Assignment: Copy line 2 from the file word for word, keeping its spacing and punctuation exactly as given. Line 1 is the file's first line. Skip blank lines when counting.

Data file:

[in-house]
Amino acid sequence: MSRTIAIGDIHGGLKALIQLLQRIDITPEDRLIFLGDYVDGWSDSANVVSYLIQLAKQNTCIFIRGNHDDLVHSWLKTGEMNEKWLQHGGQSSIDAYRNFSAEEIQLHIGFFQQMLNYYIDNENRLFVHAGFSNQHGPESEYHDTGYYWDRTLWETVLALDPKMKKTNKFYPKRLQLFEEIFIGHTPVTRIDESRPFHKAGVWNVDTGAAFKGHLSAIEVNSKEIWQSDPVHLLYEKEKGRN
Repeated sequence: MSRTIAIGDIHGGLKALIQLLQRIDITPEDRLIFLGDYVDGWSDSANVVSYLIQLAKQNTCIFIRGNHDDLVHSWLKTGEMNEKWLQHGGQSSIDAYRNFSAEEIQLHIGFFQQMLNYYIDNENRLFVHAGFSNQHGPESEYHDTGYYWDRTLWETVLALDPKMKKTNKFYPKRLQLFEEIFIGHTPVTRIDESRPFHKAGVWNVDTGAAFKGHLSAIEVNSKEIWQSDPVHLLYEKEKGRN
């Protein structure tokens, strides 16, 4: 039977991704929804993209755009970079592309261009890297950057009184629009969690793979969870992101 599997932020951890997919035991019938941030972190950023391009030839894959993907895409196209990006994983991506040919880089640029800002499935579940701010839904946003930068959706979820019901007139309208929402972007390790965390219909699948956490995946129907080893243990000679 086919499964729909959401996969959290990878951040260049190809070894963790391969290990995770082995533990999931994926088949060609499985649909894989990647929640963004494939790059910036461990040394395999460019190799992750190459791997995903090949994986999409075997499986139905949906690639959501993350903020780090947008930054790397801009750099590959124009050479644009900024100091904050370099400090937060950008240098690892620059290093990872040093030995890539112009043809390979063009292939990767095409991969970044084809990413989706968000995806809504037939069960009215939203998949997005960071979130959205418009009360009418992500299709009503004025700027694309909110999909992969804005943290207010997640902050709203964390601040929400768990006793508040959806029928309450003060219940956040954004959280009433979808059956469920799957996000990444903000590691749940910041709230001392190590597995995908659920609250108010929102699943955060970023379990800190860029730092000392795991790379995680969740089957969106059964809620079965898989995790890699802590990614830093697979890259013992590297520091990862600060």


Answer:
Amino acid sequence: MSRTIAIGDIHGGLKALIQLLQRIDITPEDRLIFLGDYVDGWSDSANVVSYLIQLAKQNTCIFIRGNHDDLVHSWLKTGEMNEKWLQHGGQSSIDAYRNFSAEEIQLHIGFFQQMLNYYIDNENRLFVHAGFSNQHGPESEYHDTGYYWDRTLWETVLALDPKMKKTNKFYPKRLQLFEEIFIGHTPVTRIDESRPFHKAGVWNVDTGAAFKGHLSAIEVNSKEIWQSDPVHLLYEKEKGRN